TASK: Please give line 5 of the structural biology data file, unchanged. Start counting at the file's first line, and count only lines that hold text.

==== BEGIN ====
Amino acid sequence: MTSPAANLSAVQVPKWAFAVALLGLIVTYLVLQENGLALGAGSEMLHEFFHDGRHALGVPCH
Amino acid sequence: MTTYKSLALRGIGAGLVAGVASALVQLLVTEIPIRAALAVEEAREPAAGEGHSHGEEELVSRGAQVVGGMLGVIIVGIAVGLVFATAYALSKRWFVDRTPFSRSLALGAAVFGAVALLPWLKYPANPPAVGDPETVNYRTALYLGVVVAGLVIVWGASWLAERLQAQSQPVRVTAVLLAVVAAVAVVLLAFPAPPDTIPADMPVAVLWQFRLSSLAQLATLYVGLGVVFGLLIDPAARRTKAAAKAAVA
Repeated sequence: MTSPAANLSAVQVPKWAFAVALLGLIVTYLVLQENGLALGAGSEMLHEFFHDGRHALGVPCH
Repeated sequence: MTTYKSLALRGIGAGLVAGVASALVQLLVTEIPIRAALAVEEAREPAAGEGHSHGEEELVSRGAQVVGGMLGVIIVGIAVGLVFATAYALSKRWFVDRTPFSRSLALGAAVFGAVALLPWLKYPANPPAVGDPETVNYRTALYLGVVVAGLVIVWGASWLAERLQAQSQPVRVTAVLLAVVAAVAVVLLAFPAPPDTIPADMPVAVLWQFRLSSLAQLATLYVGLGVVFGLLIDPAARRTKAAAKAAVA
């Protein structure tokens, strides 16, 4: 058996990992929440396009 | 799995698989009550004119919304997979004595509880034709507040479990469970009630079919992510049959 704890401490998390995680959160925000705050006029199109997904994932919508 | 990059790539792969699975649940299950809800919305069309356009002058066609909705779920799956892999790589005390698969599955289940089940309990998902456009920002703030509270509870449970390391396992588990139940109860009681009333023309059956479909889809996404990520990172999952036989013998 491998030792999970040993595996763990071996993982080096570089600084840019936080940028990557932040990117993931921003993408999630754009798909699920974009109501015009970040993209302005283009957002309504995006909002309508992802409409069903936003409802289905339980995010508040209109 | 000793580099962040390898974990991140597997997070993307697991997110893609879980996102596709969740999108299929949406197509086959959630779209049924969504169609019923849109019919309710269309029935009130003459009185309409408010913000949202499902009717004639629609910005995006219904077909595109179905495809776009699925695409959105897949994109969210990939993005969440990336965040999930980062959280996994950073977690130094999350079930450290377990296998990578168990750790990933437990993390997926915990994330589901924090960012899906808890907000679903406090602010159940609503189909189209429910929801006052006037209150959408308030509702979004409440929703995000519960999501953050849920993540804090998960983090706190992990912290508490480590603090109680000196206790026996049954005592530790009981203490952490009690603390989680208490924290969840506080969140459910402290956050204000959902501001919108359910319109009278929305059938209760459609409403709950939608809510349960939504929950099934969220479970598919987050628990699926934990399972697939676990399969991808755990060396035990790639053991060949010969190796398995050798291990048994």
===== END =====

């Protein structure tokens, strides 16, 4: 058996990992929440396009 | 799995698989009550004119919304997979004595509880034709507040479990469970009630079919992510049959 704890401490998390995680959160925000705050006029199109997904994932919508 | 990059790539792969699975649940299950809800919305069309356009002058066609909705779920799956892999790589005390698969599955289940089940309990998902456009920002703030509270509870449970390391396992588990139940109860009681009333023309059956479909889809996404990520990172999952036989013998 491998030792999970040993595996763990071996993982080096570089600084840019936080940028990557932040990117993931921003993408999630754009798909699920974009109501015009970040993209302005283009957002309504995006909002309508992802409409069903936003409802289905339980995010508040209109 | 000793580099962040390898974990991140597997997070993307697991997110893609879980996102596709969740999108299929949406197509086959959630779209049924969504169609019923849109019919309710269309029935009130003459009185309409408010913000949202499902009717004639629609910005995006219904077909595109179905495809776009699925695409959105897949994109969210990939993005969440990336965040999930980062959280996994950073977690130094999350079930450290377990296998990578168990750790990933437990993390997926915990994330589901924090960012899906808890907000679903406090602010159940609503189909189209429910929801006052006037209150959408308030509702979004409440929703995000519960999501953050849920993540804090998960983090706190992990912290508490480590603090109680000196206790026996049954005592530790009981203490952490009690603390989680208490924290969840506080969140459910402290956050204000959902501001919108359910319109009278929305059938209760459609409403709950939608809510349960939504929950099934969220479970598919987050628990699926934990399972697939676990399969991808755990060396035990790639053991060949010969190796398995050798291990048994």